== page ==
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By: Shaun Daugherty
Social distancing has become a new phrase in our lexicon which has specific meaning and pervasive general understanding within the population. Telemedicine seems like the ideal format for delivery of certain medical services during the emergency period caused by COVID-19. However, pre-emergency regulations, restrictions and requirements for qualification and reimbursement to telehealth providers greatly reduced access to these kinds of services. The CARES Act has taken aim at suspending many of these prior limitations on access and reimbursements to open much needed medical care to those that are in the most need.
During the existence of the current medical emergency, Medicare beneficiaries are temporarily granted access to telemedicine services in several ways. Previously, to provide medical services via telemedicine, the provider must have seen and treated the patient within the last three years. In addition, the pre-emergency restrictions also required stringent real-time audio-visual technology be available on both ends of the service. The new law temporary lifts and eases these restrictions and opens up the options for services to a broader base of patient. Now, both new patients and existing patients can take advantage of telemedicine. No longer does one need to be an established patient for a telemedicine visit. Additionally, the provider does not have to be compliant with the strict real-time audio-visual requirements as before and things such as FaceTime or Skype calls are permissible. In certain instances, audio only visits are allowed as long as no images are being reviewed. This is especially useful in those places where there may be limitations in the technology available as well as the functional limitations of those receiving the care.
The new law temporarily allows for hospice recertification without a face-to-face visit and home dialysis patients to receive periodic evaluations using the telehealth technologies. The geographic or location restrictions for providers of telemedicine services are also temporarily lifted. Previously, the regulations limited reimbursements for Rural Health Clinics (RHC) and Federally Qualified Health Clinics (FQHC) to only those services defined as a face-to-face encounter. The current Act lifts these restrictions and allows for Medicare to reimburse for telemedicine services provided by these RHCs and FQHCs. The Act also provides the HHS Secretary with the authority to relax additional statutory restrictions on telehealth services to be covered by Medicare.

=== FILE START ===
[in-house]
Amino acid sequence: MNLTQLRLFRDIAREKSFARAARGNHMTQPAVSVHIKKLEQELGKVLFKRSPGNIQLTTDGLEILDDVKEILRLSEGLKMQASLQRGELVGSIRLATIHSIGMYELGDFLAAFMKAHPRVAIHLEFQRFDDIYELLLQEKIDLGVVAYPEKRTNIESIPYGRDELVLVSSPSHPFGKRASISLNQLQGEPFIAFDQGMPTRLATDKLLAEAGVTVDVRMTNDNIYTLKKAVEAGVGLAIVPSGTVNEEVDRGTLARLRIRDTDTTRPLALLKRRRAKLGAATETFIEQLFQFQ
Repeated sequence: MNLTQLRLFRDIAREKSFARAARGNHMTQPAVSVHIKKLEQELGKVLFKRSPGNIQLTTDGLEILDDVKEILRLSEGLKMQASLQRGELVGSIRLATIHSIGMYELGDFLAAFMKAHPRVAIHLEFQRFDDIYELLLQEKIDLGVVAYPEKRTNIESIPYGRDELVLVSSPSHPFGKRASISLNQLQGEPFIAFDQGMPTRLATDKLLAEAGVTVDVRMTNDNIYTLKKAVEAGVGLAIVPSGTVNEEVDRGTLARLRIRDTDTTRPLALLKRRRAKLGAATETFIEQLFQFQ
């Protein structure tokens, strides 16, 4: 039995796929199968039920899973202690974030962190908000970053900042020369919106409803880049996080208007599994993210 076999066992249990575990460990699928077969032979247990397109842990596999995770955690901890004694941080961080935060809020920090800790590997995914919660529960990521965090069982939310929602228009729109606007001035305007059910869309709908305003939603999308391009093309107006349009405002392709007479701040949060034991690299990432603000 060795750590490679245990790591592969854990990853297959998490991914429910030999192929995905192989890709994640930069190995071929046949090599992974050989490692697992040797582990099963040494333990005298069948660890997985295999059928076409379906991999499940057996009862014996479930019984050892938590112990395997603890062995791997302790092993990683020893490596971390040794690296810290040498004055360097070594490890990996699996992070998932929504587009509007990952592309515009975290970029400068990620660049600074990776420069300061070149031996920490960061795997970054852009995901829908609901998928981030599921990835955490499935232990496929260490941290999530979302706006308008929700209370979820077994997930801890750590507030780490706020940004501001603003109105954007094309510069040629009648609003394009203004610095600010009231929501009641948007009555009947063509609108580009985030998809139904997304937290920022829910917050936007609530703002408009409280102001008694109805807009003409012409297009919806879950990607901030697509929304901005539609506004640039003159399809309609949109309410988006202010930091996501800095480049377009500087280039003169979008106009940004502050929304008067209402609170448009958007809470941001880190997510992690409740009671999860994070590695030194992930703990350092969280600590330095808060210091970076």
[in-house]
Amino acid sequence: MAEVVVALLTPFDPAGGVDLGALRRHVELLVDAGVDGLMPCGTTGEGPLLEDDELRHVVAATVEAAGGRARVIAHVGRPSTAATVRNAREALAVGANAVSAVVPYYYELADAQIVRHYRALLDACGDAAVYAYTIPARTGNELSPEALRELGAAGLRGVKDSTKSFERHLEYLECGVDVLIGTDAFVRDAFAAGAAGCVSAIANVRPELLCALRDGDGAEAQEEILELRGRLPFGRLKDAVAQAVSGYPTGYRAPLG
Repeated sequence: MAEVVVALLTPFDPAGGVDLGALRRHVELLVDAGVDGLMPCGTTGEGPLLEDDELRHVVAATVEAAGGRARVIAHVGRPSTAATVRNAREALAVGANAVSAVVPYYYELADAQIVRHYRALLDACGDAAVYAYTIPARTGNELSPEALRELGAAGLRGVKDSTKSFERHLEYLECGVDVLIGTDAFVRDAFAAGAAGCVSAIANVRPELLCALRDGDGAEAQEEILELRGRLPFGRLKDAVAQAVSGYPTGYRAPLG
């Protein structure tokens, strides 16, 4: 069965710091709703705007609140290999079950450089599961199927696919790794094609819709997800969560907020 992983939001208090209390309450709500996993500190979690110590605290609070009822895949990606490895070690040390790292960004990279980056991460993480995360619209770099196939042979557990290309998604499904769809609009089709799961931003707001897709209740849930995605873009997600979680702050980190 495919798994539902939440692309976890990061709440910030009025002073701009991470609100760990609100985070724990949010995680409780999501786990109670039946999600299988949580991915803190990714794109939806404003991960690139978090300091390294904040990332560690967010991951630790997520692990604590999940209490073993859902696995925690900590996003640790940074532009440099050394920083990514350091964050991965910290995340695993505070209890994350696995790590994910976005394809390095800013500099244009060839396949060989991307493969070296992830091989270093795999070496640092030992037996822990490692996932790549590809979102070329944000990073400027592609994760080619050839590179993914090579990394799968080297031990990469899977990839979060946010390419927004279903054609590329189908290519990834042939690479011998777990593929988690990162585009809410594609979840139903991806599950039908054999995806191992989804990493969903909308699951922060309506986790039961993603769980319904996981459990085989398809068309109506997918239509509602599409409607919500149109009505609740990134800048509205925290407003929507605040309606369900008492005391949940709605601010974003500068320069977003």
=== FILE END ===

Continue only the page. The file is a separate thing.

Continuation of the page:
Of the $2 trillion total allocated in the CARES Act, $14.4 billion has been specifically earmarked to increase the access of telemedicine to patients of the Veterans Administration facilities throughout the country. An additional $2.15 billion has been allocated to the Department of Veterans Affairs Information Technology to improve the infrastructure and increase the capabilities to deliver these types of healthcare services. This is on top of the $27 billion allocated to the HHS’ Public Health and Social Services Emergency Fund to address increased access and infrastructure for telehealth generally.
Opening the access to telemedicine services will hopefully help reduce the current strain on the healthcare communities by allowing providers to access patients remotely without exposing themselves or their patients to risks that could be avoided. Those patients in remote or otherwise restricted locations can be screened and, in some instances, treated with the use of a smartphone. While these measures are only temporary, the hope of many organizations that promote telemedicine is that it will pave the way for a more meaningful method of delivery of telemedicine services into the future.
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